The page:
Open Questions: An Introduction to Philosophy

Paperback | August 15, 2000

byEmmett Barcalow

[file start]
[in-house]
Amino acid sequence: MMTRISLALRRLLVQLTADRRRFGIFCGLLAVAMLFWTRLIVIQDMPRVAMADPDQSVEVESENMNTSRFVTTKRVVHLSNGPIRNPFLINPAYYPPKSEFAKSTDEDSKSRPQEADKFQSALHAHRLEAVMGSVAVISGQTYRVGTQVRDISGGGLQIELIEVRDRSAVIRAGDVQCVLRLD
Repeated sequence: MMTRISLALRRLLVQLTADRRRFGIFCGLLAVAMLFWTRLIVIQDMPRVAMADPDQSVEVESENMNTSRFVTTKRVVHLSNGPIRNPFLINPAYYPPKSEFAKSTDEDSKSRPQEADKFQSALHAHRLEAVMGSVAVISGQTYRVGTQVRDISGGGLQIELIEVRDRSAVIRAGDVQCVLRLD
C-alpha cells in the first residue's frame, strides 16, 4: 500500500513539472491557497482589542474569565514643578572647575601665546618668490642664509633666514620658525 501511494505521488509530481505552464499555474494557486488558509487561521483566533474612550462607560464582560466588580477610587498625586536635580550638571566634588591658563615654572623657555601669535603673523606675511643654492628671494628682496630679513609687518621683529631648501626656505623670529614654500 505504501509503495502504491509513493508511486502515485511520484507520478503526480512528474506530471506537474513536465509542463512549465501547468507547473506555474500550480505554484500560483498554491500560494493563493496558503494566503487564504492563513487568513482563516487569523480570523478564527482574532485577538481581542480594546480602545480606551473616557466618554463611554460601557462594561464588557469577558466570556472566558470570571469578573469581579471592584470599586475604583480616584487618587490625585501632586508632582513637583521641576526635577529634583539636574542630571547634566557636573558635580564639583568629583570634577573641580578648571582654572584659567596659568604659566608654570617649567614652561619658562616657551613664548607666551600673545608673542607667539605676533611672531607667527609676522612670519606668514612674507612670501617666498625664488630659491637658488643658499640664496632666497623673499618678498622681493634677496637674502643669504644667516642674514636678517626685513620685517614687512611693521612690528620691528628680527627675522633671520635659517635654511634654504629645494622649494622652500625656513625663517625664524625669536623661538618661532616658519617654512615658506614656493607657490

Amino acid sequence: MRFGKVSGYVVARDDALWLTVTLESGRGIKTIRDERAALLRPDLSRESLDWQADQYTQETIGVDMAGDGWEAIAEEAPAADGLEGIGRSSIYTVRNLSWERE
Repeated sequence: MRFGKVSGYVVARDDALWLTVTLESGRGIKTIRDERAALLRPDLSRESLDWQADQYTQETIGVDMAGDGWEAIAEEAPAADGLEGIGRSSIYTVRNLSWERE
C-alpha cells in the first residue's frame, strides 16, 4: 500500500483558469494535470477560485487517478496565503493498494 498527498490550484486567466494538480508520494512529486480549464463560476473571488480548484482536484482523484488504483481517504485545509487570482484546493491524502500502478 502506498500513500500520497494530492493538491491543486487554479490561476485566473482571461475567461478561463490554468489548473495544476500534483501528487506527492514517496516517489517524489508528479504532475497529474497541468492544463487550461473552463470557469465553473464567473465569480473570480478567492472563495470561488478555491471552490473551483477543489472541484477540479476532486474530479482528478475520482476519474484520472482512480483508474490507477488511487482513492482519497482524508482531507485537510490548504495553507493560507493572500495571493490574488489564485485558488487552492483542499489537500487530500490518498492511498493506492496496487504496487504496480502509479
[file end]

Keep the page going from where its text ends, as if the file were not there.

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This engaging introduction to the fundamental issues of philosophy will prompt students to think actively about questions such as: Does God exist? Do we have souls? Does human life have meaning? Is there a real difference between right and wrong? and many more. Organized topically, the twelvechapters in the book focus on key philosophical questions and discuss alternative answers (solutions). Author Emmett Barcalow includes readings in every chapter by famous thinkers and well-known philosophers who offer their own answers to these questions--for example, the thoughts of Charles Darwin,Benjamin Franklin, and Mohandas K. Gandhi on the existence of God; Plato's ideas on the body/mind connection; and John Stuart Mill and Immanuel Kant's theories of right and wrong. As students progress through the text, they'll begin to think critically and decide for themselves which answers seemthe most reasonable to them. Definitions and other relevant information are placed in the margins for easy reference, and brain teasers--questions for class discussion and student reflection--are integrated throughout. The text also features insightful discussion and review questions at the end ofeach chapter and two valuable appendices: one on reading philosophy and the other on writing a philosophy paper. The third edition adds chapter objectives; information on philosophy's subfields; a section on self-knowledge; new material on reflective equilibrium; expanded coverage of the social justification of morality; a new discussion of equal opportunity; a discussion of Feinberg's analysis of fourliberty limiting principles; and more. It also adds readings by Rahula, Sartre, Russell, St. Augustine, Constant, Rousseau, and many others.